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Northern Indiana auction fit for specialty audience
 
By BARB VAN LOO
Michigan Correspondent

SHIPSHEWANA, Ind. — Two to three times per year, Lyle Chupp of Chupp Auctions hosts specialty auctions for a unique audience.
Salesmen’s samples from the past, early country store memorabilia, advertising for products no longer found or old advertising for items still in use, and early farm primitives are offered to the highest bidders at these events. These auctions are in Shipshewana, Ind., a most appropriate setting as horses and buggies and bicycle riders share the roads with cars.

One of the early butter churns at this auction was made of cast iron and wood and was “automatic” for its time. This sold for $5,100. Examples of some of the other churns included a Davis swinging butter churn that sold for $325, and a floor-model churn known as the Wonder Churn that earned $650.

A restored two-seat, open sleigh – fit for a ride through the snow – sold for $4,100; and a restored two-seat, open buggy complete with canopy and shafts earned $2,750.

Salesman’s samples, those models that have been replaced by today’s computer drawings, included a two-row, horse-drawn corn planter that sold for $7,500; a brass and walnut, adjustable ox yoke that earned $1,000; and a corn crib that also earned $1,000. A salesman’s sample fodder chopper with brass sold for $1,300; and a roll-over, slip scoop made by the American Clay Machine Co. crossed the block for $650.

Wagons were popular. A primitive double-seat, Stop & Go wagon with red paint and stenciled horses brought $1,000; a triple-board, Weber box wagon with a drop tongue manufactured in Sharpsville, Ind. earned $2,900; and a Turnbull wagon with its original seat and drop tongue crossed the block for $2,900.

A horse-powered treadmill with early blue paint and good stenciling by GB Tardif went to a new owner for $4,500; an Eclipse dog treadmill earned $700; and a circular dog treadmill sold for $775. Among the many items for the country store there was a set of hanging scales, complete with a bull, by the Simpson Computing Scales Co. in Elkhart, Ind. that sold for $1,100.

There was a wide selection of signs. Among the popular ones was a 24-inch by 72-inch, porcelain, two-sided John Deere Farm Equipment sign with a four-legged deer which sold for $3,200. A 20-inch by 20-inch Blue Seal Grain sign depicting a horse, cow and chickens earned $1,250; and a 23-inch by 35-inch sign for Diamond Horseshoes and depicting horse with a wagon drew $2,000. A 12-inch by 95-inch wood and sandstone reflective sign for Oliver Plows sold for $2,350.

Smaller signs included an embossed metal DeKalb Seed Corn sign with flying ears of corn that sold for $550; a metal, self-framed Santovin Wormer sign depicting sheep that earned $350; and a plastic, two-sided, light-up De Laval Dairy Farm Equipment sign that found a winning bid of $500.

Tractor seats don’t appear to be comfortable, but they do have their collectors. Examples that crossed the block included a New Combination cast iron seat that sold for $2,000; a Deering seat marked Chicago, Ill. that earned $800; as did a Spade cast iron seat; and a Warrior Mower cast iron seat that sold for $975.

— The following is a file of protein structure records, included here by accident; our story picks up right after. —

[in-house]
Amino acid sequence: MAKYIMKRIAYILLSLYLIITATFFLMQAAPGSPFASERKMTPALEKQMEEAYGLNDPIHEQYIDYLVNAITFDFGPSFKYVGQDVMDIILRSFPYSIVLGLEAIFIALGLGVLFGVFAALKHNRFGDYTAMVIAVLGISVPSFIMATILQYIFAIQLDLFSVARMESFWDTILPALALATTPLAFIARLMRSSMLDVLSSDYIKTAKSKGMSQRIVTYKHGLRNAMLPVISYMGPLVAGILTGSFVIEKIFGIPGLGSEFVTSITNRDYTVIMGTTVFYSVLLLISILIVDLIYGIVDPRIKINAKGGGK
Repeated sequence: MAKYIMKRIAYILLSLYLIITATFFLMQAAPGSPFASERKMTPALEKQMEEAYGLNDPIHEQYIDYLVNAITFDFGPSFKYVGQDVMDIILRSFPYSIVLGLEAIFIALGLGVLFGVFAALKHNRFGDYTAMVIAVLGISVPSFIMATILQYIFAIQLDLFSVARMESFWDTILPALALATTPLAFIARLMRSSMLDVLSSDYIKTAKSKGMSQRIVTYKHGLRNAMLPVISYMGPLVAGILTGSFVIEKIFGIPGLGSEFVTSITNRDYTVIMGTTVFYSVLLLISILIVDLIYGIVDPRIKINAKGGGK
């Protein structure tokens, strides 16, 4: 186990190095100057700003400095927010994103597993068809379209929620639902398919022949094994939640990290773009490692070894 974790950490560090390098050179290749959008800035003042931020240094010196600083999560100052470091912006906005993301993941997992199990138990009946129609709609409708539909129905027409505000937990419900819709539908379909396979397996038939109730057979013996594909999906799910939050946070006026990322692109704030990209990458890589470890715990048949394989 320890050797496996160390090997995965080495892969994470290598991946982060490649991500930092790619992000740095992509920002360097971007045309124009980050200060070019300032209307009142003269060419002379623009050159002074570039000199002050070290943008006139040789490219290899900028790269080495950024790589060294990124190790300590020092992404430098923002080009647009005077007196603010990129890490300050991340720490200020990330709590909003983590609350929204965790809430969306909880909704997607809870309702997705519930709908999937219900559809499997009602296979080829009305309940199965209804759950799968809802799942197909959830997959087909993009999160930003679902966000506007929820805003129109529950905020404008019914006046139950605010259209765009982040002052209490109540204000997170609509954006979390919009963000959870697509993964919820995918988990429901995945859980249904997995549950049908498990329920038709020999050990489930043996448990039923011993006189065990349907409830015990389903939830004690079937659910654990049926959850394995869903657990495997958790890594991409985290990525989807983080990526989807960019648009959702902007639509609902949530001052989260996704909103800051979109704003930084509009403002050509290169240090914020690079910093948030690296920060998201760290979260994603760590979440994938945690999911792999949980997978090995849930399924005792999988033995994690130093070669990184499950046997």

Hog oilers, devices that hogs rub against and oil or insecticide is applied to their skin, are another genre of collections. At this sale, an old-style Chemical Co. upright hog oiler crossed the block for $2,100; an Aldritt twin oiler, made in Lincoln, Neb., saw $850; and a Power Creek Farm Tea Cup upright hog oiler earned $700. A Perfection hog oiler made In Marshalltown, Iowa with the inscription Rub Hog or Die sold for $1,000. The Bullet hog oiler earned $1,200; and from the Marsh Mfg. Co., the Dexter hog oiler crossed the block for $1,100.

A rare cast iron corn shredder/cob scraper sold for $2,400; a three-hole (different sizes) cast iron corn sheller saw $2,525; and a cast iron vegetable chopper earned $450.

An old copper horse weathervane sold for $2,250; and a cast iron bull windmill weight, earned $600. A scale-model Olds hit-and-miss engine that was in good condition sold for $1,900.
Other desirable pieces from the past included an all-wood primitive hand cultivator that sold for $350; a primitive horse-drawn Keystone corn planter with a cast iron Keystone seat and a second round cast iron seat that earned $1,600; and a J. Herva Jones double-expansive hand corn planter that crossed the block for $1,100.
An early cow horn shaping device for Ayrshire cows sold for $650; a cast iron three-strand New Era rope maker made in Fairfield, Iowa saw $250; a cast iron horse tie with an embossed horse head earned $300; and from the Civil War era there was a Tetherall horse tie that sold for $525.

Once it was common for consumers to kill their own chickens. For this a deheader was needed, and a tin Prairie Farmer chicken deheader sold for $325.

One instrument used to restrain or subdue a stubborn horse is a nose twitch – doesn’t sound too comfortable. The early one at this auction sold for $275. Another thing that must be done to a horse is to singe the hair. A brass singer that was filled with kerosene to accomplish this sold for $450.

A primitive, horse-drawn, small seed planter with early blue paint sold for $700; a primitive dump rake saw $500; and a JI Case walk-behind corn planter crossed the block for $400.
For additional information on this or upcoming auctions, contact the company at 574-536-8005.
11/2/2011